Boondocking on Dispersed Land Outside of Badlands

Our main go-to resource for finding private, public, and dispersed camping – both in and around our national parks – is The Dyrt PRO app.  This app was started by a fun, entrepreneurial couple from Portland, Oregon who simply got frustrated with not being able to easily find campgrounds. They have grown their business over the past 10 years to become America’s #1 Campground locator and we are proud to say we know them personally.  In addition, there is an integrated map layers function to find public land for boondocking, road trip planner, offline maps for no cell service areas, discounted rates for many private campgrounds, as well as a newly integrated cell service map to show you which of the three major carriers provides service within a specific area.  Try a 30-Day Free Trial of this amazingly helpful resource!

A final camping resource which has opened up a bunch of new overnight parking options is the Boondockers Welcome membership program.  These Hosts are friendly RVers who own property and live all across the North American continent, with many situated near our national parks!  Get 15% off the annual membership for Boondockers Welcome with this link and promo code “BWFRIENDS15.”

How Long to Stay?

We know people who have tried to do all of the Southern Utah parks in 5 days. Seriously?  This would take us 5 weeks…at the least!  But we know that most people don’t have that kind of time on their hands. 

Ignore the signs at the visitor’s centers which say “If you have 2 hours, 4 hours, 1 day, etc...”  You’ve traveled all this way, so take it slow and drink it in.  We typically recommend staying in each park 3-7 days – 3 days for smaller parks, and a week for the larger ones.  If you can swing that much time, you will be rewarded with a much deeper appreciation for the park and even identify what you want to do on a return visit!  Even though we’ve been to nearly all the parks in the contiguous 48 states, there are many things we have left undone for next time.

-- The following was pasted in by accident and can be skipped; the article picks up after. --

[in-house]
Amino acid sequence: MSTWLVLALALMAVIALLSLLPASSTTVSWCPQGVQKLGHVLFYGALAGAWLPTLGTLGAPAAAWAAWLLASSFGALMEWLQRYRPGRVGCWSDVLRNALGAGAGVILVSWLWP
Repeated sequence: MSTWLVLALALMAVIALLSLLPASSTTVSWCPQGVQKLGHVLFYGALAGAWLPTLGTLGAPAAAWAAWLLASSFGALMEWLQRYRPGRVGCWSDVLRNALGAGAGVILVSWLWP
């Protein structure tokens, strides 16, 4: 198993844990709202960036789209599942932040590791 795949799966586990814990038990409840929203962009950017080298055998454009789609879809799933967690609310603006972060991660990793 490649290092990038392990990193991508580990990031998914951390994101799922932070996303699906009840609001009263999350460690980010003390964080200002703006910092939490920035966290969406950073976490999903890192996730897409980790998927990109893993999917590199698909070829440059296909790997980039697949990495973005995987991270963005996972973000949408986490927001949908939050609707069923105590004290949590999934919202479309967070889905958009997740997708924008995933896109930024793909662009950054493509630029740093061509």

People often ask how much time should they plan in between parks, and we recommend allowing for 2-3 times as much as your GPS says for both additional sightseeing and driving at slower speeds with a larger vehicle.  If you have a large RV or have never driven with a trailer, you’ll want to take it slower than normal because your stopping distance can be much greater!  Pedestrians, cars, as well as the wildlife you came to see in the park will thank you for taking it slow.

Vermillion Cliffs, Alabama Hills and Baxter SP

What’s Nearby?

If you take our advice and plan 2-3 times what your GPS says, you’ll be rewarded with some additional treats along the way! There are often incredible places near the national parks that are not as well-known, but are stunning and often less crowded!  If you leave yourself enough time in between your schedule park visits, you’ll be greeted with a delight of places, such as:

These are just a few of hundreds of examples, so slow it down, take it in, and enjoy some jaw dropping sights in between.

What to Bring?

Leave No Trace Ethic:  Take what you bring with you, leave nothing behind.  Don’t disturb others.  Don’t ever feed wildlife, even accidentally.  And, leave the places you visit better than you found them.  It’s a simple ethic that many people ignore.  Spread the word and teach your kids, friends, and family responsible outdoor adventure.  For more information, visit lnt.org.  Don’t be that person!

Food, Snacks, & Drinks:
  Bring it all…many national parks are not close to regular stores or have high prices for food and drinks in their convenience stores.  And, the smaller parks rarely offer these services at all, so come prepared and make sure you have a plan to keep wildlife out of your food.